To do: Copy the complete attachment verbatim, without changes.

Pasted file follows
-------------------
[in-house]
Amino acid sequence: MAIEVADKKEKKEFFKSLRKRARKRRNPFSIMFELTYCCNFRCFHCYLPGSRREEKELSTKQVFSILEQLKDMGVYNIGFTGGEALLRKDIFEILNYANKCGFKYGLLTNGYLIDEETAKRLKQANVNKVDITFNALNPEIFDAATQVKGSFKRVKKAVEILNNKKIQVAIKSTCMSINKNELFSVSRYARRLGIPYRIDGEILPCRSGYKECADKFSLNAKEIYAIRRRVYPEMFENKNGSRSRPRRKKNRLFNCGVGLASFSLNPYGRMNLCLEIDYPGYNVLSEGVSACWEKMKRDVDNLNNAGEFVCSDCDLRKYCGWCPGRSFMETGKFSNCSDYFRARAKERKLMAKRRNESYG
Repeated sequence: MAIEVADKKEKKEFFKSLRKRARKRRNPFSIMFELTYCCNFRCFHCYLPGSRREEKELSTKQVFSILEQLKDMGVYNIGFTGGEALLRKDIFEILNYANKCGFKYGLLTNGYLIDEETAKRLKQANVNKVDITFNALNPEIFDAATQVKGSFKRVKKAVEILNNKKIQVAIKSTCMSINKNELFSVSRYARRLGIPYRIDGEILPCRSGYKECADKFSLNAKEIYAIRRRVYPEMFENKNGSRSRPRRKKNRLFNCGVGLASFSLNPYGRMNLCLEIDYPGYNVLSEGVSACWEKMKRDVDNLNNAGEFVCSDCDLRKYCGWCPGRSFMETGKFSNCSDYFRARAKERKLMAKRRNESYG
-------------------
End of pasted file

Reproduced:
[in-house]
Amino acid sequence: MAIEVADKKEKKEFFKSLRKRARKRRNPFSIMFELTYCCNFRCFHCYLPGSRREEKELSTKQVFSILEQLKDMGVYNIGFTGGEALLRKDIFEILNYANKCGFKYGLLTNGYLIDEETAKRLKQANVNKVDITFNALNPEIFDAATQVKGSFKRVKKAVEILNNKKIQVAIKSTCMSINKNELFSVSRYARRLGIPYRIDGEILPCRSGYKECADKFSLNAKEIYAIRRRVYPEMFENKNGSRSRPRRKKNRLFNCGVGLASFSLNPYGRMNLCLEIDYPGYNVLSEGVSACWEKMKRDVDNLNNAGEFVCSDCDLRKYCGWCPGRSFMETGKFSNCSDYFRARAKERKLMAKRRNESYG
Repeated sequence: MAIEVADKKEKKEFFKSLRKRARKRRNPFSIMFELTYCCNFRCFHCYLPGSRREEKELSTKQVFSILEQLKDMGVYNIGFTGGEALLRKDIFEILNYANKCGFKYGLLTNGYLIDEETAKRLKQANVNKVDITFNALNPEIFDAATQVKGSFKRVKKAVEILNNKKIQVAIKSTCMSINKNELFSVSRYARRLGIPYRIDGEILPCRSGYKECADKFSLNAKEIYAIRRRVYPEMFENKNGSRSRPRRKKNRLFNCGVGLASFSLNPYGRMNLCLEIDYPGYNVLSEGVSACWEKMKRDVDNLNNAGEFVCSDCDLRKYCGWCPGRSFMETGKFSNCSDYFRARAKERKLMAKRRNESYG